Wetzhispants

I give Jacob a pass on his Twitter handle; it makes me laugh every time I have used it

And the second time, when our girls soccer team was a State finalist, and a local business wished them well.

RoysStates

I know Wendy’s knows what’s up also, but there isn’t a Wendy’s in our community.

Tip #7: If a sports emoji is missing; get creative. Literally.

We are the blue and gold Lions. Every social media post for our accounts concludes with 💙🦁💛 and then the emoji for that sport. 

For the first year, there was no softball emoji, so I used a blue diamond, for softball diamond: 💙🦁💛🔷. For lacrosse, I used the net: 💙🦁💛🥅 .  I am totally geeked out that I can now use the actual emojis:

softball lax stick

 

 

We have a swim/dive team and I made a request for a springboard/platform dive emoji from Unicode. Basically, Unicode told me I have to create an image to submit for consideration.

Since I’m not a graphic designer, here’s my submission, Unicode: 🖕   How’s that for creative?

Tip #8: This is a volunteer gig, but one that matters to your community.

It’s tough, sometimes, to take the flack, to listen to the complainers, to always be asked for more of our time and energy.  However, I keep this in mind for all my volunteer work in the community:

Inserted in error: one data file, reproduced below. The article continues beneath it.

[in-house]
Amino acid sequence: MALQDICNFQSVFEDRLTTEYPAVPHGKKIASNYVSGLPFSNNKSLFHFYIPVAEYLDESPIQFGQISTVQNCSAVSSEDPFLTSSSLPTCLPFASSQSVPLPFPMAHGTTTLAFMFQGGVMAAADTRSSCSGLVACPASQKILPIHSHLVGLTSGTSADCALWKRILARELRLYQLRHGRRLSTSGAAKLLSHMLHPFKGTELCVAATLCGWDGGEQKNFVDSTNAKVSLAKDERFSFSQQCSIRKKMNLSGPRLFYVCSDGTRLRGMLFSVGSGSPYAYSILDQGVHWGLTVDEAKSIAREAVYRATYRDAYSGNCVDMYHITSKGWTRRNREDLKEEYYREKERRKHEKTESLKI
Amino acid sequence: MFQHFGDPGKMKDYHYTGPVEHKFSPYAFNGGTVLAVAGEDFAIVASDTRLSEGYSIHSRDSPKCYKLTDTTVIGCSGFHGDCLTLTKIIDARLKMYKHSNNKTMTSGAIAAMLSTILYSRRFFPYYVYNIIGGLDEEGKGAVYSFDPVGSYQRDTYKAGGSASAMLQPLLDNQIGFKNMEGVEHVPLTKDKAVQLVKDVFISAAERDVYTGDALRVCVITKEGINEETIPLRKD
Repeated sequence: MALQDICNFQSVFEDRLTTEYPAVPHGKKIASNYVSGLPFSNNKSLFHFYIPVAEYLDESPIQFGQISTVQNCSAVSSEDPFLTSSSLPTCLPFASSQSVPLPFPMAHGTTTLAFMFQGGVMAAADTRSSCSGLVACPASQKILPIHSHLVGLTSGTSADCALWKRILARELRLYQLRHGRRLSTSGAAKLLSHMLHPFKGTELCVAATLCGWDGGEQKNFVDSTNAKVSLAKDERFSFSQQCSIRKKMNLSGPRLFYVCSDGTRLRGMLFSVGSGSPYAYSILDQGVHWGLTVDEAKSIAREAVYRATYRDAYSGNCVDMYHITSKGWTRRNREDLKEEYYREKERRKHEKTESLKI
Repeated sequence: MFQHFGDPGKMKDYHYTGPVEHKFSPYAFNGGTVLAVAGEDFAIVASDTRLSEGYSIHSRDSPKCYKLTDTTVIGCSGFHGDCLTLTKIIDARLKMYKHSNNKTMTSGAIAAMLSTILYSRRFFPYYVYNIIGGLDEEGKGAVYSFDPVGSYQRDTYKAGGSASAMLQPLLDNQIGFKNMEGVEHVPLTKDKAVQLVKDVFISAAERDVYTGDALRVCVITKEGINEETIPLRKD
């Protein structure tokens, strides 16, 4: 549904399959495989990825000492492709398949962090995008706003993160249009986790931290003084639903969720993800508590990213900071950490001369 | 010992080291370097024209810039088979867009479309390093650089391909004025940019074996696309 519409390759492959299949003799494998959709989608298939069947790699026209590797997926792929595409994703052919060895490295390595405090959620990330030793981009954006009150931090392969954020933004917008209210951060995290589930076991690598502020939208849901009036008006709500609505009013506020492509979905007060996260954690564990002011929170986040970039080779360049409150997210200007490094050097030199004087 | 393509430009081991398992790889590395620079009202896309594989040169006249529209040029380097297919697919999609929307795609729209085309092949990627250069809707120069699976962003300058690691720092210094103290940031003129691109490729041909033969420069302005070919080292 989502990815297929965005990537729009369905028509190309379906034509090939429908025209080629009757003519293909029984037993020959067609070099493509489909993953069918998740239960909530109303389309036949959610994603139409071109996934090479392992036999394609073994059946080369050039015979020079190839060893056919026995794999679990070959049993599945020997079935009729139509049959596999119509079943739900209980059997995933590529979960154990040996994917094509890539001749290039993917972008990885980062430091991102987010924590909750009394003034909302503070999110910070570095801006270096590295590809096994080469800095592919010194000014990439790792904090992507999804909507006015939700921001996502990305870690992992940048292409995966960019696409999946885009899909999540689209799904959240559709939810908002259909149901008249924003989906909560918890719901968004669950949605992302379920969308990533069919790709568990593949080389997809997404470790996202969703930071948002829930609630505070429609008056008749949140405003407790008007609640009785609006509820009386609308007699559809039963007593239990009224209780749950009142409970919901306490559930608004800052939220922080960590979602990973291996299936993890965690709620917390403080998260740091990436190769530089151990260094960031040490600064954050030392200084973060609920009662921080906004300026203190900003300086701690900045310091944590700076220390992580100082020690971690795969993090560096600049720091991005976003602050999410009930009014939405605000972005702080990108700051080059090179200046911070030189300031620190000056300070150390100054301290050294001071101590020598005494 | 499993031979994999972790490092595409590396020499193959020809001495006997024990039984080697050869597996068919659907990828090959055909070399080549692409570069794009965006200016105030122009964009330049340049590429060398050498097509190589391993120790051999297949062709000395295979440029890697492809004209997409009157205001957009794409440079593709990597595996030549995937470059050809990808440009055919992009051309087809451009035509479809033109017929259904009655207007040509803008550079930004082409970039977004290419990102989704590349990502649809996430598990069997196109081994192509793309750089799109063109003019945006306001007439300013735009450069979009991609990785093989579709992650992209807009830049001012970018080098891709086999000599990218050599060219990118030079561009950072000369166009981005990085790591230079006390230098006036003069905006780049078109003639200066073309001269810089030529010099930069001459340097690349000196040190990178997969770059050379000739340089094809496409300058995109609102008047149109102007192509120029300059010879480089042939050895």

Who was watching

💙🦁💛


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WWTTMD (What Would This Team Mom Do)

I have never had the chore  drudgery  onus  privilege of being a team mom for any of the sports my boys have played. The list of sports since 2008 includes soccer (briefly), baseball (until this year), football and basketball (still playing both), and lacrosse (since 2014). Next Spring, we start track & field.

I have had 40 seasons (spring-summer-fall-winter) over 10 years to offer my services as team mom.  I have not volunteered even one time to actually be the team mom. However, positions I have held include:

  • team photographer
  • team fundraising organizer
  • team baker
  • team cheerleader and spirit wearer
  • team face painter (my own and others)
  • team snack maker
  • team dinner server

Of course, the position I am always actively involved in and exercise the most is team eye roller, when I hear parents  snivel  whine  bitch  offer criticism about anything team related, including (but certainly not limited to):

  • more playing time for their kid
  • location of events
  • referees
  • our coach’s play calling
  • the other team’s rudeness (coaches, players, fans)
  • why we can’t have names on uniforms
  • having to work the concession stand
  • team dinner sign ups
  • team pictures process

So, if you’d like to know what I would do as team mom (and why I will never actually be team mom), here’s the list:

Your complaint: More playing time for your kid

If I were team mom, I would tell you there are:

PlayingTime

But I don’t have time to go over all 12 tips because I have other parents who have the same  annoying damn question. So, in the interest of maximizing my time, here are all 12 tips synthesized into 12 easy words:  Not one of the kids on this team is going pro. Deal.

Your complaint: The Location of Events